Populations of sharks and rays worldwide are under increasing pressures from unsustainable fisheries, and dramatic declines of populations of coastal and pelagic species are being documented over relatively short time scales. Their populations are in global decline due to high targeted and indirect fishing mortality, coupled with life history characteristics of slow growth, late maturity, low fecundity, and low population recovery rates.

Sharks, rays, skates and chimeras belong to one of the oldest and most successful Classes of fishes (Condrichthyes) on the planet and have survived for more than 400 million years. Despite their resilience to natural mortality events, including several mass extinctions, the traits that long ensured their survival make them especially vulnerable to human-induced threats such as fishing mortality, pollution, and climate change.

All condrichthyans have skeletons made of cartilage, and can generally be categorized by a few common characteristics, such as slow growth rates and low reproductive output. These “K-selected” life history traits make it difficult for populations of sharks and rays to recover from sustained, targeted fishing mortality. Global demand for shark products, and especially shark fins, has lead to severe declines of shark populations throughout the world. With a few notable exceptions, sharks and rays are mid-level or apex predators, and are vital components of healthy and functional marine ecosystems. Playing key roles in structuring fish communities and fostering reef resilience, sharks and rays may be potent indicators of fishing mortality and the overall health of coral reef habitats.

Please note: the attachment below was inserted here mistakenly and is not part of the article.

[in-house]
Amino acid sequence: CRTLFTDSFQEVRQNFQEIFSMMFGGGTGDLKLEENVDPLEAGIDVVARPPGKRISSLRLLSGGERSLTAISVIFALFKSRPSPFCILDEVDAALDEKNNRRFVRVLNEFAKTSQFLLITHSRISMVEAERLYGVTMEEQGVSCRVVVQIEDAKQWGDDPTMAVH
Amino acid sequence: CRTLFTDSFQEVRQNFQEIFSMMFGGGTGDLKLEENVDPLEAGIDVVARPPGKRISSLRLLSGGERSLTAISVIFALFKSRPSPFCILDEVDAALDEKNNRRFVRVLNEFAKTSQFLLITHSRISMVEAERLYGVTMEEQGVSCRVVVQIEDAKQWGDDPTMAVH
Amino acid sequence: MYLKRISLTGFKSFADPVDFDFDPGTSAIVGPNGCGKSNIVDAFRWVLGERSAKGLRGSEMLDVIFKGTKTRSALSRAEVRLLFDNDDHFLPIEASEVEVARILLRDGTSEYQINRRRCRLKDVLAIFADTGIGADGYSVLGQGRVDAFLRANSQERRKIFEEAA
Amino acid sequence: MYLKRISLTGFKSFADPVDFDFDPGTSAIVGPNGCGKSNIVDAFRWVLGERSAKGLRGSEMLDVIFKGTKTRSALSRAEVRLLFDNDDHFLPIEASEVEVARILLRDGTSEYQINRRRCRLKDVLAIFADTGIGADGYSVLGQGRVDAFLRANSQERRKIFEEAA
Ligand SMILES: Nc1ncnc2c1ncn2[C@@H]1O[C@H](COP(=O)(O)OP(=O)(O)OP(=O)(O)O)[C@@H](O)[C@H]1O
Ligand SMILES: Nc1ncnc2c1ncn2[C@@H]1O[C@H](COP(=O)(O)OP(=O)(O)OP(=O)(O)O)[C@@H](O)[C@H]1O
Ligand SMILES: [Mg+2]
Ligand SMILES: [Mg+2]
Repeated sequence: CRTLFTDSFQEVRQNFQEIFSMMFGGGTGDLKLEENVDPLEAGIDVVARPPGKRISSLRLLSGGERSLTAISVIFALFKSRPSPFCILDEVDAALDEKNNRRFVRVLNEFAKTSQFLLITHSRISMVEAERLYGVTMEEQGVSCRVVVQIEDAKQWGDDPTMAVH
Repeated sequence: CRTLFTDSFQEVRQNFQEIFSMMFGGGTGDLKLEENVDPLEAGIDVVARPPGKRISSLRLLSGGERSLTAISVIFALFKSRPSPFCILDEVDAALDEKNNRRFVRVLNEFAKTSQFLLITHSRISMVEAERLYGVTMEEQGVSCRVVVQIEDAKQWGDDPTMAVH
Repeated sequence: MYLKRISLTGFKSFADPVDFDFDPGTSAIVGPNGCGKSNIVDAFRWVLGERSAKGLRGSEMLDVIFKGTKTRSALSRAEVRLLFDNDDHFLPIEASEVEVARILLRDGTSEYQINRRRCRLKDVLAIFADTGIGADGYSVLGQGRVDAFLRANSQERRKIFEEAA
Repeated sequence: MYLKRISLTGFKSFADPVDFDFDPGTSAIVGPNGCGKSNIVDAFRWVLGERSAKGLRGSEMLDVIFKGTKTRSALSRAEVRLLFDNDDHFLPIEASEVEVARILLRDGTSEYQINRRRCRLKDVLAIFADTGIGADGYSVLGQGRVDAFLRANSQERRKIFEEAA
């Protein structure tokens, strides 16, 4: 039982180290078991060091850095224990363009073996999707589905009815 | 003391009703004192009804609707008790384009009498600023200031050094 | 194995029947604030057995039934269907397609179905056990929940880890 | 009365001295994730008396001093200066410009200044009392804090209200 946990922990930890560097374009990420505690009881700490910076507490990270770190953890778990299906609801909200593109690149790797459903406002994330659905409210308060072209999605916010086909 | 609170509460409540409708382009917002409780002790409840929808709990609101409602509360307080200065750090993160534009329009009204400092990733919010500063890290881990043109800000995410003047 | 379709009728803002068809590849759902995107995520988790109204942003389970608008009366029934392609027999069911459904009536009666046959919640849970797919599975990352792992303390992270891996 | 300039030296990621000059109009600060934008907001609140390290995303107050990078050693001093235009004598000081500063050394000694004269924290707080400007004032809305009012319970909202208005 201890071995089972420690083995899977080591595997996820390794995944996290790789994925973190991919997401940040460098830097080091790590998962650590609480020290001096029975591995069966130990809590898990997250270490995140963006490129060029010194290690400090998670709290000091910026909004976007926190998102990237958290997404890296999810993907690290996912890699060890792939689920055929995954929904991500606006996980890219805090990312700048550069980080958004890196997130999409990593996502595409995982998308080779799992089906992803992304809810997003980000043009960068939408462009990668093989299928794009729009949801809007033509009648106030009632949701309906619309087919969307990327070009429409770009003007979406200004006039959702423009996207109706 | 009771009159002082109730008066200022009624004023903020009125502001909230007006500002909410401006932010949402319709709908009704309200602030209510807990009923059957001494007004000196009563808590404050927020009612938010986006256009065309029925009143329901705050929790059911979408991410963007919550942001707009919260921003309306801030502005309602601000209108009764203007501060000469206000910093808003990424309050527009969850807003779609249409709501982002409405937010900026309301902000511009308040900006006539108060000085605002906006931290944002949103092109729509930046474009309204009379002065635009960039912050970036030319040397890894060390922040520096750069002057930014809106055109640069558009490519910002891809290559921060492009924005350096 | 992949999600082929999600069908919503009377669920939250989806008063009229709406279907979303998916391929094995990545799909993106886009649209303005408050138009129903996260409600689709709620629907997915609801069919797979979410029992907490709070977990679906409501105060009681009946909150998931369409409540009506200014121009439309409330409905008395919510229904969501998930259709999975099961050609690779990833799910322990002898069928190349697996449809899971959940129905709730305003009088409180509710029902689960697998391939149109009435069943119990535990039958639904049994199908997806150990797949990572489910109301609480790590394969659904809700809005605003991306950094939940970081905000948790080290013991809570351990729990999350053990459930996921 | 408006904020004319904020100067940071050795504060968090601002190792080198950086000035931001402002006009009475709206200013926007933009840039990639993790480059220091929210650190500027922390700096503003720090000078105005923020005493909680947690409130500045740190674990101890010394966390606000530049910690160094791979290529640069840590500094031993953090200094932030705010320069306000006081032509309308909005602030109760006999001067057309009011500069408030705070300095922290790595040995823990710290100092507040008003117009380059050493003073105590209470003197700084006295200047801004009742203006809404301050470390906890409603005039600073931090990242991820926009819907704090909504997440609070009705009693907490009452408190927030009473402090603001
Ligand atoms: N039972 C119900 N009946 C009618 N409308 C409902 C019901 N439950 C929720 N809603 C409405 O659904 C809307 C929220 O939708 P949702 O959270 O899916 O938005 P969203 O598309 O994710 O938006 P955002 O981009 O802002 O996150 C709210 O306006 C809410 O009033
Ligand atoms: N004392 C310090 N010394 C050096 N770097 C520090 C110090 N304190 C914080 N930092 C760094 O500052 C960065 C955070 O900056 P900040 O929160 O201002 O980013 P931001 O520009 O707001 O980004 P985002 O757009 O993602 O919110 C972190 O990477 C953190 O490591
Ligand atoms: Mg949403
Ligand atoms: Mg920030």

Belize is home to at least 42 species of sharks and rays, and derives substantial direct economic benefit from shark- and ray-based tourism. Our research with fishers on their traditional ecological knowledge suggests that local and foreign based small-scale commercial and artisanal fisheries supplying fillet for the Lenten season and fins to the Asian markets have led to a decrease in abundance, size and diversity and even shifts in species distributions. Notably, the introduction of gillnets in the 1970s led to the local extinction of two species of sawfish that were once common throughout Belize’s coastal waters.

In Belize, sharks and rays are not only highly vulnerable to direct threats from fishing but are also impacted by indirect threats from critical habitat transformation and pollution. Analysis of samples from 11 species of sharks found in Belize revealed high levels of methyl mercury, a potent neurotoxin.

Addressing the threats

Although highly valuable alive to Belize’s coastal ecosystems, finfish health and tourism, sharks do not receive the attention and protection they require to reverse population declines and reverse distributional shifts and even local extinctions. The Belize Shark Project aims to fill these gaps through a country-wide, multi-faceted and highly collaborative approach to shark conservation that integrates science, education, outreach, training and policy-support. We work with Government, NGO and academic partners along with guides and fishers throughout the country with a focus on several marine protected areas, sites that serve as discrete management units.

In March 2013, the Convention on the International Trade in Threated Species of Fauna and Flora (CITES), which overseas wildlife trade, highlighted the need to protect seven species sharks and rays from overexploitation.